If we don’t stop climate change Earth could look like it did three million years ago when giant ground sloths roomed the planet. There was very little permanent ice at the poles and sea levels were around twenty meters higher than what they are today. We have already reversed a fifty million year cooling trend in just two hundred years. And by 2030, global overage temperatures could rise another one to two degree Celsius like those seen during the Earth’s mid-Pliocene epoch. These conditions would dramatically alter the future for humans. With rising sea levels Extreme weather and a higher average temperature would make life harder for millions of people. Today climate change is among the most serious challenges facing humanity. Campaigners are calling for drastic action to rethink global CO2 emissions.
The COP-21 Paris Agreement limiting greenhouse gas emission was a major achievement on the road to meeting the threat of climate change. But as the evidence becomes increasingly unambiguous that human activity is destabilizing the Earth’s climate and biosphere, policymakers will need to do more. The inherently shared nature of the threat underlines the need for closer and more comprehensive international cooperation to preserve the habitat in which human life has thrived. 2018 has seen more intense heat waves, wildfires etc.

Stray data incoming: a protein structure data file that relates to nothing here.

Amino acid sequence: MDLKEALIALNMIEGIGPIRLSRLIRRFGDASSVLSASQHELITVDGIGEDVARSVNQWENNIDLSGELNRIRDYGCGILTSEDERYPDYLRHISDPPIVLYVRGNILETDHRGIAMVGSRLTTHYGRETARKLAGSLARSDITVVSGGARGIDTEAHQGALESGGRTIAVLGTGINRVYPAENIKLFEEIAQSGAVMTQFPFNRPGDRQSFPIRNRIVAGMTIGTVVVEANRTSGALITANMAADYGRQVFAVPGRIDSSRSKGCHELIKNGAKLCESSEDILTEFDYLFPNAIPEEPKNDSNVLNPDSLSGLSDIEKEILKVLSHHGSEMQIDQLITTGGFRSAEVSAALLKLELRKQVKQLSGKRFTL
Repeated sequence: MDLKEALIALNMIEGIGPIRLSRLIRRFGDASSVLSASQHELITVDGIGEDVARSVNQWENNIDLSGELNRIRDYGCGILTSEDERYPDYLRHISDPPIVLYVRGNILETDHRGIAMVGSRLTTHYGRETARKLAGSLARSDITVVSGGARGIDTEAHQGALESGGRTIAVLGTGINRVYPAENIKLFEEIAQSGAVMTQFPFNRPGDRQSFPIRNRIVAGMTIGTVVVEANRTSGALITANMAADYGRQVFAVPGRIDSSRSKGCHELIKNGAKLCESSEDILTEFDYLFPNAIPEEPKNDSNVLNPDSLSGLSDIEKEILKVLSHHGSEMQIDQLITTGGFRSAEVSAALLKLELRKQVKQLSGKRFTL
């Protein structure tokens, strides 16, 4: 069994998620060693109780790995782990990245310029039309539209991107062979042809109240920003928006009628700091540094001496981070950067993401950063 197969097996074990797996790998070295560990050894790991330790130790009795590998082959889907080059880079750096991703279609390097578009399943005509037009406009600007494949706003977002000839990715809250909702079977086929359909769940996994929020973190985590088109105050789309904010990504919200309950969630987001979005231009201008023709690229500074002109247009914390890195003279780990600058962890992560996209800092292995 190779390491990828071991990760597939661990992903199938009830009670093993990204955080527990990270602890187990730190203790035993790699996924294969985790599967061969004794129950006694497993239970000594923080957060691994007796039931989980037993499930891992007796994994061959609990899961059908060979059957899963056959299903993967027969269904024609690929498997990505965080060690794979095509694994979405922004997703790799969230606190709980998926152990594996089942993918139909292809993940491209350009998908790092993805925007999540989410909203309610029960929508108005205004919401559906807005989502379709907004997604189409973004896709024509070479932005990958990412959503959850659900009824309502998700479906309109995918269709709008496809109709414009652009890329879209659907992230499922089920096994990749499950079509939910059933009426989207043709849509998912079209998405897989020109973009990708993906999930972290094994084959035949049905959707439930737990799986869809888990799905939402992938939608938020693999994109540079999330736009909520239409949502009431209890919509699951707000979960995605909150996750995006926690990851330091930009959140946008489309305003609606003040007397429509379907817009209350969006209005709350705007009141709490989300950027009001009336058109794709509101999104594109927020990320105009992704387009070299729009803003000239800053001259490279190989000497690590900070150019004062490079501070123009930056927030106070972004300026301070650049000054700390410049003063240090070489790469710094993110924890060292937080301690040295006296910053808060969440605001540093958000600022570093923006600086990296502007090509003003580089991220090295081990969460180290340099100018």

Meanwhile, greenhouse gas emissions keep rising potential tipping points mean that those boundaries could be breached unexpectedly, abruptly, and irreversibly. And time is the essence. The UN Inter-governmental panel on climate change warns we have very little time left to act to avert climate disaster. The risks are underscored by the latest U.S National Climate Assessment, as well as the U.K. government’s new climate projection.
In 2015 G20 leaders aims to increase the visibility of climate-related financial risks, thereby allowing markets to price those risks and financial investors to manage them. This is another way to bring environmental externalities into prices.